MySQL 8.0.29
Source Code Documentation
graph_simplification.h File Reference

Heuristic simplification of query graphs to make them execute faster, largely a direct implementation of [Neu09] (any references to just “the paper” will generally be to that). More...

#include <stddef.h>
#include <string>
#include <vector>
#include "my_compiler.h"
#include "priority_queue.h"
#include "sql/join_optimizer/hypergraph.h"
#include "sql/join_optimizer/online_cycle_finder.h"
#include "sql/mem_root_array.h"
#include "sql/sql_array.h"

Go to the source code of this file.

Classes

class  GraphSimplifier
 
struct  GraphSimplifier::ProposedSimplificationStep
 
struct  GraphSimplifier::SimplificationStep
 
struct  GraphSimplifier::EdgeCardinalities
 
struct  GraphSimplifier::NeighborCache
 
struct  GraphSimplifier::CompareByBenefit
 
struct  GraphSimplifier::MarkNeighborCache
 

Functions

void SimplifyQueryGraph (THD *thd, int subgraph_pair_limit, JoinHypergraph *graph, std::string *trace)
 

Detailed Description

Heuristic simplification of query graphs to make them execute faster, largely a direct implementation of [Neu09] (any references to just “the paper” will generally be to that).

This is needed for when query hypergraphs have too many possible (connected) subgraphs to evaluate all of them, and we need to resort to heuristics.

The algorithm works by evaluating pairs of neighboring joins (largely, those that touch some of the same tables), finding obviously bad pairwise orderings and then disallowing them. I.e., if join A must very likely happen before join B (as measured by cost heuristics), we disallow the B-before-A join by extending the hyperedge of B to include A's nodes. This makes the graph more visually complicated (thus making “simplification” a bit of a misnomer), but reduces the search space, so that the query generally is faster to plan.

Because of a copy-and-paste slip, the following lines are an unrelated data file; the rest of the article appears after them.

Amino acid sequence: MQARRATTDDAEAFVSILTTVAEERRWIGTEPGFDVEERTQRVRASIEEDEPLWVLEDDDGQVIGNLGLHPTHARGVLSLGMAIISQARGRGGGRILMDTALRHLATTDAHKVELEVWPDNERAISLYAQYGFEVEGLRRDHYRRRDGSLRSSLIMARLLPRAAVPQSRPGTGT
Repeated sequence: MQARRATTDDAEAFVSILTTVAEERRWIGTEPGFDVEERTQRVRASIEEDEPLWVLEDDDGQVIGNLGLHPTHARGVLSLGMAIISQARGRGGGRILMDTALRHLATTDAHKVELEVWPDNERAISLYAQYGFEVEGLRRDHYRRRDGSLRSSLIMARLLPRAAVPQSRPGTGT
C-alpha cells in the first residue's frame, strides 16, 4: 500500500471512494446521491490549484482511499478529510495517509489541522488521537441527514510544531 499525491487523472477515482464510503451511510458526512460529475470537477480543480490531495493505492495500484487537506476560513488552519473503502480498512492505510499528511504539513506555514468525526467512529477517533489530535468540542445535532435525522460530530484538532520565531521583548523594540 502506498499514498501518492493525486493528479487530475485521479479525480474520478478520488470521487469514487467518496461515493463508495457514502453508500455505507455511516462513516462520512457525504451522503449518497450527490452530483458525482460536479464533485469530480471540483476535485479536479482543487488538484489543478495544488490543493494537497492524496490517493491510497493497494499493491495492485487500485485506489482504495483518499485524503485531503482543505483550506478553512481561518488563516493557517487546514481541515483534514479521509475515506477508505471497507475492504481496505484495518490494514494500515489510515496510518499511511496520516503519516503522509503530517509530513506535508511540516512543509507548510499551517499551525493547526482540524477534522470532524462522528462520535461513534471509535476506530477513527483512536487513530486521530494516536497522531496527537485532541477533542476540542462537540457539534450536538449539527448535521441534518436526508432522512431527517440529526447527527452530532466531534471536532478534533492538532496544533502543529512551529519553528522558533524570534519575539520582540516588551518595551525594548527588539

Obviously, as the algorithm is greedy, it will sometimes make mistakes and make for a more expensive (or at least higher-cost) query. This isn't necessarily an optimal or even particularly good algorithm; e.g. LinDP++ [Rad19] claims significantly better results, especially on joins that are 40 tables or more. However, using graph simplification allows us to handle large queries reasonably well, while still reusing nearly all of our query planning machinery (i.e., we don't have to implement a separate query planner and cost model for large queries).

Also note that graph simplification only addresses the problem of subgraph pair explosion. If each subgraph pair generates large amounts of candidate access paths (e.g. through parameterized paths), each subgraph pair will in itself be expensive, and graph simplification does not concern itself with this at all. Thus, to get a complete solution, we must also have heuristic pruning of access paths within a subgraph, which we're currently missing.

[Neu09] Neumann: “Query Simplification: Graceful Degradation for Join-Order Optimization”. [Rad19] Radke and Neumann: “LinDP++: Generalizing Linearized DP to Crossproducts and Non-Inner Joins”.

Function Documentation

◆ SimplifyQueryGraph()

void SimplifyQueryGraph ( THD thd,
int  subgraph_pair_limit,
JoinHypergraph graph,
std::string *  trace 
)